22 Words

Saved so far. Join the Cause!

Sufficiently accurate for poetry — A scientist’s funny critique of an imprecise poem

Sep 25, 2012 By Abraham

Charles Babbage was an English mathematician, engineer, and inventor known for being one of the originators of the computer. Sometime in the 1840’s he read Alfred Tennyson’s poem “The Vision of Sin,” and, though he enjoyed it in the main, he noticed an error buried in the middle of the work.

Not one to let niggling annoyances go, apparently, Babbage wrote the following letter to Tennyson, suggesting an improvement to the couplet in question. We may assume (I hope!) that it was composed tongue in cheek…


In your otherwise beautiful poem “The Vision of Sin” there is a verse which reads – “Every moment dies a man, Every moment one is born.” It must be manifest that if this were true, the population of the world would be at a standstill. In truth, the rate of birth is slightly in excess of that of death.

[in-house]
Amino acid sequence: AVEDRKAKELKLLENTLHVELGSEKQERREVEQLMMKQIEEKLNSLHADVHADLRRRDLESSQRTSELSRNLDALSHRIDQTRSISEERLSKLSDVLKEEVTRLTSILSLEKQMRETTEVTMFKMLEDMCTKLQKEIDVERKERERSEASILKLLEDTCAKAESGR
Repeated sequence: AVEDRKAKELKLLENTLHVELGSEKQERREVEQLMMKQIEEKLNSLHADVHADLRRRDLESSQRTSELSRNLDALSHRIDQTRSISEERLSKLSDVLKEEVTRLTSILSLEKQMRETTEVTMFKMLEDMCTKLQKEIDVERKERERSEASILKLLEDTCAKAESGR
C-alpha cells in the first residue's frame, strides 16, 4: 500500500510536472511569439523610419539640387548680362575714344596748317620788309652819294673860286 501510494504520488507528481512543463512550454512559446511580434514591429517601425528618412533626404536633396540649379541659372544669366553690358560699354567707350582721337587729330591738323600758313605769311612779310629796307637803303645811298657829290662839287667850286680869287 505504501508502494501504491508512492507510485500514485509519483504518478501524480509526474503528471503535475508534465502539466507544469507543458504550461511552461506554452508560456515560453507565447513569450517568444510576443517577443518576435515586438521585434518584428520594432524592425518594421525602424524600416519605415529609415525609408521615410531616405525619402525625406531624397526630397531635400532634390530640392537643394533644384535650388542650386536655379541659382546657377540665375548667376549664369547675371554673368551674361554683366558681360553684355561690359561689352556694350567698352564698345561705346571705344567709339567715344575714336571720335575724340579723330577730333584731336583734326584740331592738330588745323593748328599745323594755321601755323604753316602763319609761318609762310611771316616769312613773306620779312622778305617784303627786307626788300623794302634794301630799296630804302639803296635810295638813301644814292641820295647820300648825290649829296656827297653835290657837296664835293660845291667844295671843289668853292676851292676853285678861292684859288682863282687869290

I would suggest that in the next edition of your poem you have it read – “Every moment dies a man, Every moment 1 1/16 is born.”

The actual figure is so long I cannot get it onto a line, but I believe the figure 1 1/16 will be sufficiently accurate for poetry….


As seen on Huffington Post, CNN, BuzzFeed, New York Times, Scientific American, Mentalfloss, USA Today, Funny or Die, Gawker, Gizmodo, Laughing Squid, Boing Boing, Hot Air, Jezebel, Neatorama

About 22 Words

22 Words collects a blend of everything from the serious and creative to the silly and absurd. As your source for the crazy, curious, and comical side of the web, 22 Words can be counted on to share funny and fascinating viral content as well as more obscure (but equally interesting) pictures, videos, and more.

© 2016 | 22 Words

Privacy Policy